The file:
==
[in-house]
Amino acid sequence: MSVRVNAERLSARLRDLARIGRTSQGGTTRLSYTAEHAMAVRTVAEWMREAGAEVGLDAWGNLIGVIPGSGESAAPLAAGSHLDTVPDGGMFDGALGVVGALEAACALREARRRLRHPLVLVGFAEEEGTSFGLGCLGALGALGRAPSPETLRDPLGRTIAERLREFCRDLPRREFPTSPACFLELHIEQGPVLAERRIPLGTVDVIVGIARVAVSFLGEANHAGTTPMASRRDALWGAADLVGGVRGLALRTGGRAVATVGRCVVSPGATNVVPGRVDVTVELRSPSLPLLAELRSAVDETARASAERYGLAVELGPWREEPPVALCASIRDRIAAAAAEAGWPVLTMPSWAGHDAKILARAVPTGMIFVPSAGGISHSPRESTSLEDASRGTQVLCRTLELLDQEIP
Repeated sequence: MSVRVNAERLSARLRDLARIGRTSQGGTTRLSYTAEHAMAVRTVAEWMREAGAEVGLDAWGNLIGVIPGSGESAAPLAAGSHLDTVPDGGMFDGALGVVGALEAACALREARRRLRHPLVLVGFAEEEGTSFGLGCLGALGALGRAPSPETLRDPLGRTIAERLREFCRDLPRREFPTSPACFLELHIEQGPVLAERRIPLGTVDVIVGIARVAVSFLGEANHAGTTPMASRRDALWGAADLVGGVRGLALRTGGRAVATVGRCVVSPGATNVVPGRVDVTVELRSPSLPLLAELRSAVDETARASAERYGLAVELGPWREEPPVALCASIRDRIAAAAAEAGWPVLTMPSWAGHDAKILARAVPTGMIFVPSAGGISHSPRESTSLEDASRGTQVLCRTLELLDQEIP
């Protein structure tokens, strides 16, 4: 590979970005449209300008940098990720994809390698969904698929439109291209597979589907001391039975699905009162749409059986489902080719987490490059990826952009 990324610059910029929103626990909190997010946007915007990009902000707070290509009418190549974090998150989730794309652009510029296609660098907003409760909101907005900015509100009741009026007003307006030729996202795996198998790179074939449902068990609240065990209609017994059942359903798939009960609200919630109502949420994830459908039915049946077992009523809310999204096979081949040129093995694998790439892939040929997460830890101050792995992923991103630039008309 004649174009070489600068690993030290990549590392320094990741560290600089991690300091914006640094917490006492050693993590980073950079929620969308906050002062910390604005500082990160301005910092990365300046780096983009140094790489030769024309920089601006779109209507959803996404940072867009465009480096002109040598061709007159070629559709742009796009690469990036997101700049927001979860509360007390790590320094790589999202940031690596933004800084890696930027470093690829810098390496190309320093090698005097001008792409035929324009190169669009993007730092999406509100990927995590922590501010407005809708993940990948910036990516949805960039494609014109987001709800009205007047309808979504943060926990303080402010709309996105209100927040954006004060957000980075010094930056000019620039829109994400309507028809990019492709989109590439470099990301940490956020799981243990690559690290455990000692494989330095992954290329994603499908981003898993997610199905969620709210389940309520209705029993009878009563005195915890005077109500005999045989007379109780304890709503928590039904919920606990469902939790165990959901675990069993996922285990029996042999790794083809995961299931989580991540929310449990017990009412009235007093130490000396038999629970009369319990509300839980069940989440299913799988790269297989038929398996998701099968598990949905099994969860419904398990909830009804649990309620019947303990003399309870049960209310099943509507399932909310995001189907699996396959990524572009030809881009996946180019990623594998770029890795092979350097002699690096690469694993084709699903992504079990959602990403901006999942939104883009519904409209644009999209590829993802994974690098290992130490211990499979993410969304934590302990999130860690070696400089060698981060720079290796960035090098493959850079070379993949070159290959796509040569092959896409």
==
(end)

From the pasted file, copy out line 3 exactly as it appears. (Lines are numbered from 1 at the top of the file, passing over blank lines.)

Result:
Repeated sequence: MSVRVNAERLSARLRDLARIGRTSQGGTTRLSYTAEHAMAVRTVAEWMREAGAEVGLDAWGNLIGVIPGSGESAAPLAAGSHLDTVPDGGMFDGALGVVGALEAACALREARRRLRHPLVLVGFAEEEGTSFGLGCLGALGALGRAPSPETLRDPLGRTIAERLREFCRDLPRREFPTSPACFLELHIEQGPVLAERRIPLGTVDVIVGIARVAVSFLGEANHAGTTPMASRRDALWGAADLVGGVRGLALRTGGRAVATVGRCVVSPGATNVVPGRVDVTVELRSPSLPLLAELRSAVDETARASAERYGLAVELGPWREEPPVALCASIRDRIAAAAAEAGWPVLTMPSWAGHDAKILARAVPTGMIFVPSAGGISHSPRESTSLEDASRGTQVLCRTLELLDQEIP